A woman's place is in her trade union
18 January 2021
In November/December 2020 Unite the Union offered significant financial support for the community campaign Every One Eats which many in this constituency Labour Party (CLP) also supported both in the campaign and financially.
It was good to see that thanks largely to the national campaign of Marcus Rashford – but also of smaller local groups like this one – the government did another of its U-turns and eligible Erewash children were issued with food vouchers for the Christmas holidays and should receive the same for February half term and Easter.
As a departure from tradition, as part of my Trade Union Liaison Officer (TULO) officer reports I will profile some significant and under-celebrated trade unionists. This time WOMEN – courtesy of Claire Mullaly who wrote this piece (edited by me) for the TUC in June 2018.
A woman’s place is in her trade union
The average trade union member is a woman
The face of trade unionism is changing – the average British trade union member is a 40 something, degree-educated, white woman working in the professions. Women now outnumber men, and we have the first female General Secretary of the TUC – Frances O’Grady. Senior leadership in unions is still generally male-dominated, for now.
It is time for women to get active in their unions, to recognise that the unions belong to them and to use the strength of the union movement to push agendas on women’s issues from abortion rights in Northern Ireland to the gender pay gap across the UK. In modern trade unions, the equality structures are already there, intersectionality is recognised, and the political influence is already there.
A senior trade unionist in the trades union congress (TUC) – Becky Wright said “When I was 19, I was asked if I’d thought about joining a union. I wasn’t entirely sure what that meant. They said, ‘Do you want to learn how to be a campaigner?’ And I thought, ‘Yes I do’”. We are trade unionists because we want change so we should use every tool in the armoury to achieve it.
Women make a different in the trade union movement
‘Made In Dagenham’ depicted the Ford sewing machinists’ strike of 1968. This landmark labour-relations dispute was a catalyst for the Equal Pay Act 1970, and there are plenty of more recent examples of union wins with women at the centre. Think of USDAW’s Freedom from Fear anti-violence campaign for shop workers, Aslefs toilets for train drivers campaign, Unite’s breastfeeding at work campaign and Prospect Union’s newly voted upon menopause policy.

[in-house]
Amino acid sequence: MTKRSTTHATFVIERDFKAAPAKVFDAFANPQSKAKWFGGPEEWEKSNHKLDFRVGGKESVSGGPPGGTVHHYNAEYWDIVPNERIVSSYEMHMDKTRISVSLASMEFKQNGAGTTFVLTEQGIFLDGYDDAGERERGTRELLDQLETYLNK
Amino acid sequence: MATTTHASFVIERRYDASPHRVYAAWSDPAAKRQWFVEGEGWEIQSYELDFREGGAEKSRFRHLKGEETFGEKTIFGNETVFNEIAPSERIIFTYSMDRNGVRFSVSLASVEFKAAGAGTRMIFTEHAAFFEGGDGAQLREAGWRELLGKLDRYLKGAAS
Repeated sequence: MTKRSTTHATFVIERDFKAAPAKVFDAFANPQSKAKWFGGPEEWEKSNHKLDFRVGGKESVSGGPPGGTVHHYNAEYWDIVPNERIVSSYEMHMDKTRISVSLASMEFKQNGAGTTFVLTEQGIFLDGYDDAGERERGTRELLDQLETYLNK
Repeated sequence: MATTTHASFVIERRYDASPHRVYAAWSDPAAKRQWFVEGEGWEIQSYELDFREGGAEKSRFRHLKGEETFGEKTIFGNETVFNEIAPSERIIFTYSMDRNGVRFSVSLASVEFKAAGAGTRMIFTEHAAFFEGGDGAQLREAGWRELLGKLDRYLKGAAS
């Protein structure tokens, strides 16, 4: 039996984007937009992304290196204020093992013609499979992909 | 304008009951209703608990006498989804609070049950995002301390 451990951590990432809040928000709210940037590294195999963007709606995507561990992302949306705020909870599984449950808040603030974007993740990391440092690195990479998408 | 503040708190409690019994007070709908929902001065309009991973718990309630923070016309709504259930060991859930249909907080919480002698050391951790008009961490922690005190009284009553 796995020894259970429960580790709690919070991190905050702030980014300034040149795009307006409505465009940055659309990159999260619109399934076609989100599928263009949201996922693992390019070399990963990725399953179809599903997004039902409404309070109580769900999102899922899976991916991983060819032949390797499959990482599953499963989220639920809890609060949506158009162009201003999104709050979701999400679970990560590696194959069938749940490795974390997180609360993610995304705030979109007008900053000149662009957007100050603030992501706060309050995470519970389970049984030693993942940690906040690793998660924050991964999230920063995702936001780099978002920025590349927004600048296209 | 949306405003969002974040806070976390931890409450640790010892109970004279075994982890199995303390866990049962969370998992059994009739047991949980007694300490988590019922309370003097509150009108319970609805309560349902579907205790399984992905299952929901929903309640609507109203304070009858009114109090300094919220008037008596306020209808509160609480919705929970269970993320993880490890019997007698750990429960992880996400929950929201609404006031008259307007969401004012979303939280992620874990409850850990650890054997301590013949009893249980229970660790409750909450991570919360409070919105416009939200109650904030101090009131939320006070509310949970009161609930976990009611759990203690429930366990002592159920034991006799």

95% of the teaching assistants taking action against pay cuts of up to 25% are women. Female hospital workers, cleaners and catering staff took on the multinational private contractor Aramark in an NHS Trust. Two Ecuadorian cleaners who were members of the United Women of the World Union, launched the campaign against Philip Green’s Topshop for a living wage. Trade unions are a vital mechanism for the powerless to get their voices heard.
Professor Geraldine Healy of the University of London conducted a two-year study of 130 women trade union leaders in the US and Britain. She found that women union leaders have a strong sense of social justice and accountability. Many articulated the need for women to work collaboratively, to build consensus from the bottom up and to help others. One female trade union leader in the study used the phrase made popular by American activist Angela Davis, saying the aim for a woman trade union leader should be to “lift as you rise”. Because a woman’s place is in her trade union, owning her trade union and leading her trade union.
As always, we remind all members of the close links between the Labour Party and the trade union (TU) movement and would ask that all members of the CLP also ensure they are members of a trade union (community membership available for non-wage earners). Find your TU here.
Blog post published by Diane Fletcher, in her capacity as Erewash Labour constituency Trade Union Liaison Officer. Photo taken prior to the COVID-19 pandemic.
All opinions expressed in this blog are those of the author, and are not official Labour Party policy.